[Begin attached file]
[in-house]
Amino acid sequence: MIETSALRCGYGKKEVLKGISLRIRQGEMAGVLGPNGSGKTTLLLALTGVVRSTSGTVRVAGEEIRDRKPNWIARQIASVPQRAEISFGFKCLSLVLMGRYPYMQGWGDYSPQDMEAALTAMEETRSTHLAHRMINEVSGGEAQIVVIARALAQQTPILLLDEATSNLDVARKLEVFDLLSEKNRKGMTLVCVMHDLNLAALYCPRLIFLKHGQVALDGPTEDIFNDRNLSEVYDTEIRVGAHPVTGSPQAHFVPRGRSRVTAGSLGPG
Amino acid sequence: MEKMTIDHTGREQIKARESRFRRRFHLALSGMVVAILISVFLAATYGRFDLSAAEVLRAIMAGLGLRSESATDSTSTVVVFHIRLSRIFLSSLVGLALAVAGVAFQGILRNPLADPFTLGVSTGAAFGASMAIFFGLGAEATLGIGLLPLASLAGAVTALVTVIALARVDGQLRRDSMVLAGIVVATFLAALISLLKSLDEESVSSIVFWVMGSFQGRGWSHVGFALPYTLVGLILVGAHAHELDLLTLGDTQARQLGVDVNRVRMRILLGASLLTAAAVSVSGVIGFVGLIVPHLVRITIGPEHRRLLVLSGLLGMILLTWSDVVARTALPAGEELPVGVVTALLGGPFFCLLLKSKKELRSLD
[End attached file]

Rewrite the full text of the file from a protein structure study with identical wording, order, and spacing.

[in-house]
Amino acid sequence: MIETSALRCGYGKKEVLKGISLRIRQGEMAGVLGPNGSGKTTLLLALTGVVRSTSGTVRVAGEEIRDRKPNWIARQIASVPQRAEISFGFKCLSLVLMGRYPYMQGWGDYSPQDMEAALTAMEETRSTHLAHRMINEVSGGEAQIVVIARALAQQTPILLLDEATSNLDVARKLEVFDLLSEKNRKGMTLVCVMHDLNLAALYCPRLIFLKHGQVALDGPTEDIFNDRNLSEVYDTEIRVGAHPVTGSPQAHFVPRGRSRVTAGSLGPG
Amino acid sequence: MEKMTIDHTGREQIKARESRFRRRFHLALSGMVVAILISVFLAATYGRFDLSAAEVLRAIMAGLGLRSESATDSTSTVVVFHIRLSRIFLSSLVGLALAVAGVAFQGILRNPLADPFTLGVSTGAAFGASMAIFFGLGAEATLGIGLLPLASLAGAVTALVTVIALARVDGQLRRDSMVLAGIVVATFLAALISLLKSLDEESVSSIVFWVMGSFQGRGWSHVGFALPYTLVGLILVGAHAHELDLLTLGDTQARQLGVDVNRVRMRILLGASLLTAAAVSVSGVIGFVGLIVPHLVRITIGPEHRRLLVLSGLLGMILLTWSDVVARTALPAGEELPVGVVTALLGGPFFCLLLKSKKELRSLD